Q. Mental illness is often the poor relation when it comes to funding. Why ?
A. It certainly is the poor relation. When you look at the fact that one in four people will have a mental health issue and we have the highest suicide rate in the UK, this should be an absolute priority.
The Lord Crisp Report last year talked about parity of esteem between physical and mental health - we are nowhere near that, not even close. We need so much more investment. There is so much evidence out there, and in terms of research funding it is really bad.
For every £1 spent on mental health, 22 times that is spent on cancer and 14 times that on dementia.
Common mental health problems aren't researched in the way they should be and as a result of that we don't have the treatments nailed.
People are on antidepressants that for a lot of people don't work; counselling for a lot of people doesn't work. A lot of it is trial and error
I think it is the poor relation because we come back to this stigma and the idea that if you are mentally ill it is a sign of weakness.
It is still seen as something you should be ashamed of and we still don't have people talking about mental health, and so it isn't funded in the way it should be.
Q. Your research has taken you to America and other parts of the world. How does the approach to mental health here compare to other countries?
A. The cliche is true about America and there is a lot more openness about mental health and people are more likely to talk about it and come forward for treatment. I think it is ironic that when you look at Western countries, there are really much higher rates than in Europe.
There is a lot of need. The Western culture of individual competition, the definition of success that is based on material wealth, has led to an increase in mental illness.
Where there is more family focus there seems to be less mental illness, but Northern Ireland is right up there with the Western countries.
Our rates are higher, in fact we are in the top three of most of the mental health conditions across 30 countries including South Africa and Lebanon.
We are certainly the highest in the UK and yet we have a much lower expenditure.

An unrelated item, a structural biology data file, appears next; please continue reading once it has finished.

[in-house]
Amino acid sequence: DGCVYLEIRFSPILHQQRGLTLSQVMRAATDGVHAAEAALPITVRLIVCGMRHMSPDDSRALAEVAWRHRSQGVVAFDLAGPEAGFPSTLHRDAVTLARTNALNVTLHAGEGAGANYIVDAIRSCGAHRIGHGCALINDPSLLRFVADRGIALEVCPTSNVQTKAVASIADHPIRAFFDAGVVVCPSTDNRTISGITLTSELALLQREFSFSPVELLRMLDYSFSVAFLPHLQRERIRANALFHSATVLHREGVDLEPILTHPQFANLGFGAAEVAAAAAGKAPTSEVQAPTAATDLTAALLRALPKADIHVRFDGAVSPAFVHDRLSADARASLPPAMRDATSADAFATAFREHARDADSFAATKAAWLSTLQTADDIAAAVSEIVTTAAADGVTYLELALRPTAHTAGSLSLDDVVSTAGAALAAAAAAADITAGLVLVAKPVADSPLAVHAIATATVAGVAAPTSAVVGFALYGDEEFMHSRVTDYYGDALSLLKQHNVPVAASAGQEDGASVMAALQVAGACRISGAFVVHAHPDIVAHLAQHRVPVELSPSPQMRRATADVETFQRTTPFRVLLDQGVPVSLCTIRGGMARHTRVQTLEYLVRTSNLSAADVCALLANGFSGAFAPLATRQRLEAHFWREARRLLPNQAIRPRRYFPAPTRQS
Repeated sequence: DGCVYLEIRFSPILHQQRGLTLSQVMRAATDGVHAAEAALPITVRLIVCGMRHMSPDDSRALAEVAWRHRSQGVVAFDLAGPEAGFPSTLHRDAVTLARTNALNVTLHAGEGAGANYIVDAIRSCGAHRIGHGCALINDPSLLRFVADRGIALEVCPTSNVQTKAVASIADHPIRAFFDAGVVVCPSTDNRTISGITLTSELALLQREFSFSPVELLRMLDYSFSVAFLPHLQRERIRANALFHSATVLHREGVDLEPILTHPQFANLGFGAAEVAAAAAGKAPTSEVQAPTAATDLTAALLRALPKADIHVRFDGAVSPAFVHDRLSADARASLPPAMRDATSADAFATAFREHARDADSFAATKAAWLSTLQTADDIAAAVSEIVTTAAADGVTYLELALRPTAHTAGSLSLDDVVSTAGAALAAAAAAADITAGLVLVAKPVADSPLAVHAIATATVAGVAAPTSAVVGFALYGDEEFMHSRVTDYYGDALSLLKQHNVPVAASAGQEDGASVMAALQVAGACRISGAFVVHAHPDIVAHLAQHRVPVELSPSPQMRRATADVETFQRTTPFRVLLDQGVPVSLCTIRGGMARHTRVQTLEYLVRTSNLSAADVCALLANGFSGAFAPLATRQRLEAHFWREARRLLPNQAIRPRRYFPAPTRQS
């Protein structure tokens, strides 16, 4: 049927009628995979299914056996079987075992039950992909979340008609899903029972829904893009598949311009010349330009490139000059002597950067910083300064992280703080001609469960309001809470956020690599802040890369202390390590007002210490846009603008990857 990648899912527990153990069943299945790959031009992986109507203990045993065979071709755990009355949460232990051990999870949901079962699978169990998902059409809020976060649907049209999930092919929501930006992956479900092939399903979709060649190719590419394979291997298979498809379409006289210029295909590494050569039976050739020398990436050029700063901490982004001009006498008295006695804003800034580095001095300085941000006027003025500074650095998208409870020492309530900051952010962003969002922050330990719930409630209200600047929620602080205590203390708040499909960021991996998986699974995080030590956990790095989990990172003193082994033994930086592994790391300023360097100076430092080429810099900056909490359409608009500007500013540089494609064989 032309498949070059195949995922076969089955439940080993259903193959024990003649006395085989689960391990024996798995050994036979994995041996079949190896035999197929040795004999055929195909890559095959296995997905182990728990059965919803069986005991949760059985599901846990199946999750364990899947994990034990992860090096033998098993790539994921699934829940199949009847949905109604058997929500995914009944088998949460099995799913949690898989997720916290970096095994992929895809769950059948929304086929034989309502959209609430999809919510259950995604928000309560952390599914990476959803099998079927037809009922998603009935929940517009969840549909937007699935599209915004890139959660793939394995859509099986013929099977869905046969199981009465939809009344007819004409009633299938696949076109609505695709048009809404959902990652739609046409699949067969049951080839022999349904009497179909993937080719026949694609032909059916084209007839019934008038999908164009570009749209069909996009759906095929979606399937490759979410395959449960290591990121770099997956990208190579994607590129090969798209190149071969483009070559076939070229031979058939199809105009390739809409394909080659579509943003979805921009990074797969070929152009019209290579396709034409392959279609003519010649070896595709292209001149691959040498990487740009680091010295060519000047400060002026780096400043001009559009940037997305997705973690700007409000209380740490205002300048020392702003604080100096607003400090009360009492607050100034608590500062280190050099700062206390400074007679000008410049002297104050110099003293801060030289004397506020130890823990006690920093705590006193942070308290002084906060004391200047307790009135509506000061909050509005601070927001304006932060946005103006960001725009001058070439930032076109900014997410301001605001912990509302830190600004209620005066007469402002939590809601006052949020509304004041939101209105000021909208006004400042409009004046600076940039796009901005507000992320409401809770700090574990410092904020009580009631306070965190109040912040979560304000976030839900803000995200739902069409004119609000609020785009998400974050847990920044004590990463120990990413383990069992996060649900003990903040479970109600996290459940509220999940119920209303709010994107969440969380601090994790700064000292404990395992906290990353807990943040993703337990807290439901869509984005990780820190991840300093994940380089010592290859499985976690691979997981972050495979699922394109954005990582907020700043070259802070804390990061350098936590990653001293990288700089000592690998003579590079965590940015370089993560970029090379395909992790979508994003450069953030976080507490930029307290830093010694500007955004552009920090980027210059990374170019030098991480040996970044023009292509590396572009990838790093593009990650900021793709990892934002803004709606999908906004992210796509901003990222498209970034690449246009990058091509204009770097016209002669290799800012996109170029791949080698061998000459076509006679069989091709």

We have this double whammy in that we don't talk about the Troubles and we don't talk about our mental health, and yet we still have all those Western influences of individualism and materialism.
Q. Your passion for improved mental health was evident in December 2015 when you and Professor Paddy Gray took part in the Hike4Hope walk from Londonderry to Belfast. What was that like?
A. That was a notion we had but it was a risky time of the year, coming up to Christmas time. We were lucky we had no snow.
Christmas is a difficult time for a lot of people and we thought we would do this as a gesture and raise some money and raise awareness.
It was a lovely experience but it was really, really challenging. There were a lot of blisters - we weren't the fittest, but it was fun.
Q. Do you still go on marathon-length walks or did that put you off for life?
A. I do like walking but I don't go on marathon-length walks. Walking, particularly outdoors, can be very, very good for you so I try and do as much as I can. It helps that I live in a beautiful area, close to a forest.
QYour day job is very serious and the subject matter very heavy. You above all people know the importance of balance in work and free time. How do you relax?
AWalking and yoga. I used to go to the gym but not so much anymore. Yoga is great for freeing the mind. It can be really challenging because it teaches you to calm your mind. I would also meditate most days.
I also listened to music - Indie music or rock, especially in the car.
I also love to sit in coffee shops with friends and catch up. I have been on a few photography holidays, which are great. Your brain is engaged but you are relaxed at the same time.
Q. You are preparing for motherhood. What are you feelings about becoming a mother for the first time?
A. It is just a joy, I am loving every minute of it, but I am also very apprehensive as well. I am also very conscious as well because of all the work I do in mental health of how crucial a time this is.
I feel the big responsibility that a lot of mothers feel because it is a really important thing.
I am trying to be flexible in my approach and trying not to take anything for granted.
I am having a wee girl - well I have been told it is a girl.
It will be lovely to have a daughter, but a healthy baby will be the main thing.
Q. What about your own childhood? What was life growing up in Co Derry like?
A. I have three sisters, there are four of us and I am the oldest. It is brilliant having sisters and they are just great. We chat nearly every day.
Growing up in the country near Claudy, which I didn't think I appreciated at the time, was incredible.
Looking back at the freedom we had, being able to play outdoors all the time, was brilliant.
My dad had a farm and we helped out, we learned a good work ethic, and still if my dad needed help moving cows or sheep I would be doing that, no bother at all.
We went out picking potatoes, bringing in the turf - all of that. It was great.
Both my parents are still alive and I live near them now, so I am lucky in that respect. I have travelled the world through my job but I feel I have the best of both worlds when I come back home, and it is a joy to be able to live where I do.